WARNING: slight profanity– quoted — below.
In the comic novel, Through the Fields of Clover, by Peter de Vries (1961), one of the sub-plots involves Harry Mercury, a comedian who hosts a TV variety show. His “people” and those of another TV host, Lew Pentecost, devise a plan where the two comics would “feud” with each other over the course of the season. The idea would be that both shows would benefit, because audiences would tune in every week to see what insults each comic would hurl at the other.
(People of an older generation will recall that Jack Benny and Fred Allen did the same thing, with remarkable success. A typical insult would be Fred Allen, “When Jack Benny plays the violin, it sounds like the strings are still in the cat!”*)
Alas, the wheels fall off the plan when one of Harry Mercury’s writers writes some jokes that make fun of Lew Pentecost’s obesity and the size of his nose. Pentecost hits the ceiling when he sees the jokes. As Mercury’s two writers try to decide how to salvage the deal, one of them says, “It stands to reason that you can’t have a feud with a goddam sore-head!”
That line keeps coming back to me when I look at the level of discourse in our society these days. Not just in the things people say, but in the reactions.
A few days ago, a female member of Canada’s parliament was speaking about the recent murder of a prostitute in Montreal, making the case that the government needs to do more to protect sex workers. A male MP from another party asked her if she had considered sex work.
In the uproar, the male MP apologized unreservedly, and tried to explain what he meant, but his meaning was lost in the controversy of the way he said it.
As I understand it, the MP was not asking the other member if she had considered going into sex work, but was leading to a point that “sex work” is not something any woman or girl should be forced into.
This is not about that discussion. It’s about the fact that there are a whole lot of complex issues in our world, and people are so divided and entrenched in their views, that anyone who tries to have a conversation about these issues needs to be really careful how they broach the subject.
Point One: we need to lighten up. Just because someone disagrees with us doesn’t make them evil or even inferior to us. And let’s try to grant someone the grace to realize they’re saying something with the best of intentions.
In other words, don’t be a ****** sore-head.
But my main point is, the male MP could have put his point better, if he’d paused to consider Jesus’ words.
“Now when they bring you to the synagogues and magistrates and authorities, do not worry about how or what you should answer, or what you should say.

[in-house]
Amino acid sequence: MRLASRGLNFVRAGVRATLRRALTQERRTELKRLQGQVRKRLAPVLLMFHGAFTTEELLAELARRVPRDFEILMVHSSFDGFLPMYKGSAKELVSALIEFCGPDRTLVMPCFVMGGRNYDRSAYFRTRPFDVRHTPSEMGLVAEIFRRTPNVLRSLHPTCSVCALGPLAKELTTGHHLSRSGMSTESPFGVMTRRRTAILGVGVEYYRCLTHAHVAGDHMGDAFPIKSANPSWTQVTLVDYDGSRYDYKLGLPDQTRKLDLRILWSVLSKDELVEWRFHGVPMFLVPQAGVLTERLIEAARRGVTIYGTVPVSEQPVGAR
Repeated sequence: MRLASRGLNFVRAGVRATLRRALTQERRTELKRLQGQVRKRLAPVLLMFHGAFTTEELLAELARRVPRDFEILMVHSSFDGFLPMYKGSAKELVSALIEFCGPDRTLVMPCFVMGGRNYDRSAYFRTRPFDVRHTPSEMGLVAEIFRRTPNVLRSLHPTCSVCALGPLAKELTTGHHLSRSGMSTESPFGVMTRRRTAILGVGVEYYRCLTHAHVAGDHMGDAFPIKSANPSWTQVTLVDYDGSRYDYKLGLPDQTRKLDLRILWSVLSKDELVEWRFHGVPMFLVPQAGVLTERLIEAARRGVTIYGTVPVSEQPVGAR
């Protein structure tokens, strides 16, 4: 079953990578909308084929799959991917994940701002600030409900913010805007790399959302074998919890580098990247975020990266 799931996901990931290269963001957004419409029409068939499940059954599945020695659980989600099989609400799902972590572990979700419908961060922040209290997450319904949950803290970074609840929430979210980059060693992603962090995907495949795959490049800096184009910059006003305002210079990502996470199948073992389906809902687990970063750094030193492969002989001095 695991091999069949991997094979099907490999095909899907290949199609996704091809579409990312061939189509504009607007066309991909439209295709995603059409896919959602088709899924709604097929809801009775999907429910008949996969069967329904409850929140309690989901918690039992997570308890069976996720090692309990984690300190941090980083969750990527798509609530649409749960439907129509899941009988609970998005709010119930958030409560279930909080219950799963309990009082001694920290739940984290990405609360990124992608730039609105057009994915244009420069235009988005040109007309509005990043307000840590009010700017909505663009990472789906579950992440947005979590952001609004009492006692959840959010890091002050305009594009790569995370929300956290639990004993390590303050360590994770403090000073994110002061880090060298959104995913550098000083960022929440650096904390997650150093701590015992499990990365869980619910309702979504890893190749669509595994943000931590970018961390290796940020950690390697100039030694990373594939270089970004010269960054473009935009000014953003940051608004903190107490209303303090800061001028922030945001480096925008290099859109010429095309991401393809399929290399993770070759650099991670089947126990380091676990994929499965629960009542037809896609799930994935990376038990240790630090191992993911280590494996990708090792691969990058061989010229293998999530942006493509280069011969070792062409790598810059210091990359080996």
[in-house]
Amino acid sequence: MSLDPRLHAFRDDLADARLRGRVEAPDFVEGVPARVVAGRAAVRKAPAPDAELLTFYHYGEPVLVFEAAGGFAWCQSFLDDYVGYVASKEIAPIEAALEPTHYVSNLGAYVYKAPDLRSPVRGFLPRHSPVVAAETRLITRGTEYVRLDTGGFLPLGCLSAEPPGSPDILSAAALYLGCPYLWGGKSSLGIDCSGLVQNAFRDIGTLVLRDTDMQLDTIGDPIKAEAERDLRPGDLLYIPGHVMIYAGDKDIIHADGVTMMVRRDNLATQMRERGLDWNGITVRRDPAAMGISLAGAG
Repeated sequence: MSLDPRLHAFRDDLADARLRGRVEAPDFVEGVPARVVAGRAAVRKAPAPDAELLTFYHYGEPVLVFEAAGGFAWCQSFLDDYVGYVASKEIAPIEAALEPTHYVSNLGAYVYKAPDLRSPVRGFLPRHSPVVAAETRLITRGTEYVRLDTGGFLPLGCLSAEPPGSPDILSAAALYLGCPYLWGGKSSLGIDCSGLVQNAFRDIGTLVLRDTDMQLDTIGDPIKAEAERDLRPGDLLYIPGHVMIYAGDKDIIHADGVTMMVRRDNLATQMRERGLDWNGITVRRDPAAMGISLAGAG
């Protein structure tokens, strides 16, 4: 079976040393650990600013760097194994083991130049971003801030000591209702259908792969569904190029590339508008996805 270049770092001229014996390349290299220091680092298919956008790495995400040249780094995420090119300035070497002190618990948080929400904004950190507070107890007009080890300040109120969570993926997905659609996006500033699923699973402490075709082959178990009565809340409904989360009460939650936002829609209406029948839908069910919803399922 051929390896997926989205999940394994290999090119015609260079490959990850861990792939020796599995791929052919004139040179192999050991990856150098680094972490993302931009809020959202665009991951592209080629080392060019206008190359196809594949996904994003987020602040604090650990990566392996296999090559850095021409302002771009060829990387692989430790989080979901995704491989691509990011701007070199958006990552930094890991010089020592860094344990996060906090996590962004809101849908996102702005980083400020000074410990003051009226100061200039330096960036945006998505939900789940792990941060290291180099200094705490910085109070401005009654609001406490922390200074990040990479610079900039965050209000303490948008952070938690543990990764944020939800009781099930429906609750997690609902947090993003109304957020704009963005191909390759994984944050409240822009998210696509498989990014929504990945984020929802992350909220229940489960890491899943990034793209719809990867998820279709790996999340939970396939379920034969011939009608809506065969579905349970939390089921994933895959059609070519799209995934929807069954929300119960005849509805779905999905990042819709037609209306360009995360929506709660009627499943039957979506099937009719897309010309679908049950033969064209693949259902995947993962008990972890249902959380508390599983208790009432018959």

“For the Holy Spirit will teach you in that very hour what you should say.”– Luke 12:11-12
Does that apply to parliamentary debate, or even everyday conversation? I’d say it does: if we can rely on the Holy Spirit to give us the words we need when our faith is on trial and our lives are on the line — as Jesus says it would be, in front of the synagogues, magistrates and authorities — how much more can we rely on Him to give us the right words in everyday conversation?
We need to do more of that. The Holy Spirit is about responding to a situation, not reacting to it. Humankind has been all about reacting since The Garden, and look at the state we’re in now. Time and time again, God calls us to suppress our animal instinct
The case of “What if …?” is this. What if that MP had taken the time to pray for the Holy Spirit’s guidance in making his point about prostitution? What if the MPs who shouted, in a knee-jerk reaction, “Shame!” across the floor had prayed for understanding as to what he was getting at?
What if … when we share our views on any subject, whether it’s known to be controversial or no, we stop, drop and pray, asking the Holy Spirit to give us the guidance we need? And then listen, as He tells us what to, how to and even (dare I say it?) whether to speak.
What if … we were to do the same when someone comes at us with a view we don’t agree with?
Eldridge Cleaver once said, “Too much agreement kills a chat.” We’ll probably have a lot better chats, and get a lot more done, if we learn to engage the Holy Spirit before we put the mouth in motion.
*In olden days, violin strings were made of cat-gut. Do not despair, fellow cat lovers: “cat”-gut was actually taken from sheep. Why it was called cat-gut probably has a very good reason, but I don’t feel like looking it up.